Categories of Special Interest
Archaeological, Architectural, Artistic, Historical, Social, Technical
In Use As
1810 - 1815
Detached three-bay single-storey Gothic-style former estate church, built 1813, with single-bay single-storey advanced transept to north, single-bay single-storey transept to south, single-bay single-storey lower chancel to east having single-bay single-storey vestry projection to south-east and single-bay two-storey entrance tower to west on a square plan having engaged corner turret on a circular plan and Irish battlemented parapet. Gable-ended and gabled roofs with slate. Clay ridge tiles. Cut-stone coping to gables. Cut-stone chimney stacks to gables to transepts. Ogee-profile cast-iron rainwater goods on eaves course. Roof to tower not visible behind parapet. Roughcast walls. Unpainted. Diagonal/clasping buttresses. Stringcourse to parapet. Irish battlemented parapet to tower and to turret. Square-headed window openings to nave (pointed-arch openings to transepts). Stone sills. Moulded hood mouldings over. Chamfered stone mullioned fixed-pane windows. Pointed-arch openings to tower. Stone sills. Moulded hood mouldings over. Louvered timber panels. Pointed-arch door opening to tower. Tongue-and-groove timber panelled door. Transept to south containing tombs of Aylmer family. Set in grounds shared with Donadea Castle.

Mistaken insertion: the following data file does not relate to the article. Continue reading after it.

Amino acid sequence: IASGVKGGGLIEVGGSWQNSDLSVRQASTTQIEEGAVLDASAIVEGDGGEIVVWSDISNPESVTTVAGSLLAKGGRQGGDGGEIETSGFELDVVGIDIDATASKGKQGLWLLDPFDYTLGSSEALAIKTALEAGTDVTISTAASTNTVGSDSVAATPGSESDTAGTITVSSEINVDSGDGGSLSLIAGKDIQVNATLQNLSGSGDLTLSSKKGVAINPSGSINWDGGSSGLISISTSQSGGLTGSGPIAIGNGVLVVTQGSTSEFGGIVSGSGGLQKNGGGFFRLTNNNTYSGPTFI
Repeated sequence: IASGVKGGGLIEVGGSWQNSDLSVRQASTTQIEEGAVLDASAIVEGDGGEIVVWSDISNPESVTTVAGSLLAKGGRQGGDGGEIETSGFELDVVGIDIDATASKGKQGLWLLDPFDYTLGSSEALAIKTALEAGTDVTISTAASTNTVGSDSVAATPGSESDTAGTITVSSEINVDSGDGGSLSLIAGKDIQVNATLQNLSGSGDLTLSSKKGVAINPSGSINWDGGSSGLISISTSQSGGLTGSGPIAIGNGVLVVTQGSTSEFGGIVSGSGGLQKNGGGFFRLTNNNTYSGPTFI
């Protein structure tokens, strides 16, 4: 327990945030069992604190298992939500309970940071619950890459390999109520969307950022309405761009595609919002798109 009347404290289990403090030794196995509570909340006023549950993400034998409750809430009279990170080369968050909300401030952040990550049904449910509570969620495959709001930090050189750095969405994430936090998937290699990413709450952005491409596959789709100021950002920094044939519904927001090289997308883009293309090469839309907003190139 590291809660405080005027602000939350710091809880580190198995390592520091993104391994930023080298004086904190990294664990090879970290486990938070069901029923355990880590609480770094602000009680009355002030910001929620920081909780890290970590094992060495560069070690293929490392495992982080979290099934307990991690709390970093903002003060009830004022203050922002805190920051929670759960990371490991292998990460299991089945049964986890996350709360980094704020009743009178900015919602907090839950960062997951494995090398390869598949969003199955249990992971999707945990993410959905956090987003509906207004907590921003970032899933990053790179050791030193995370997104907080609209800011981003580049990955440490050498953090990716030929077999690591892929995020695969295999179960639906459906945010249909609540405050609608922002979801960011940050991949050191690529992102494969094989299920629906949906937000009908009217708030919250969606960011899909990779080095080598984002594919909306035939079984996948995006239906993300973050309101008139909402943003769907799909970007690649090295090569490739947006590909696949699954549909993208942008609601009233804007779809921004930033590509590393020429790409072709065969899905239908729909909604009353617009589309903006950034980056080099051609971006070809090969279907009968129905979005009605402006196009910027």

Saint Peter's Church is an important building that continues a long-standing ecclesiastical presence on the Donadea estate, the earliest extant example of which is the Medieval abbey that survives in ruins to the south. The church is a fine example of an early Gothic style building and exemplifies the Georgian Gothic style, that is a symmetrical arrangement onto which Gothic motifs are applied - only the advanced transept and the off-set corner turret prevent this idea reaching full fruition. A compact building, Saint Peter's Church is composed on a simple plan and with simple elevations. Much of the original aspect has been retained to the present, including early features and materials, for example fenestration and a slate roof - the survival of these early salient items suggests that original internal features may also survive intact; it is known that an early hot air heating system remains in situ, once heated by the fire places but now no longer in use, and this is of considerable technical/engineering merit. The church, part of a larger integrated estate, is of social importance for its role as an ecclesiastical centre in the region. The presence of the Alymer tomb, patrons of the church, reinforces the link with the demesne in which it is situated, and with the house that is now derelict. The setting is also of interest and comprises an attractive enclosed graveyard - the grave markers are of considerable artistic interest, while the towers to the boundary wall are a striking and slightly unusual feature.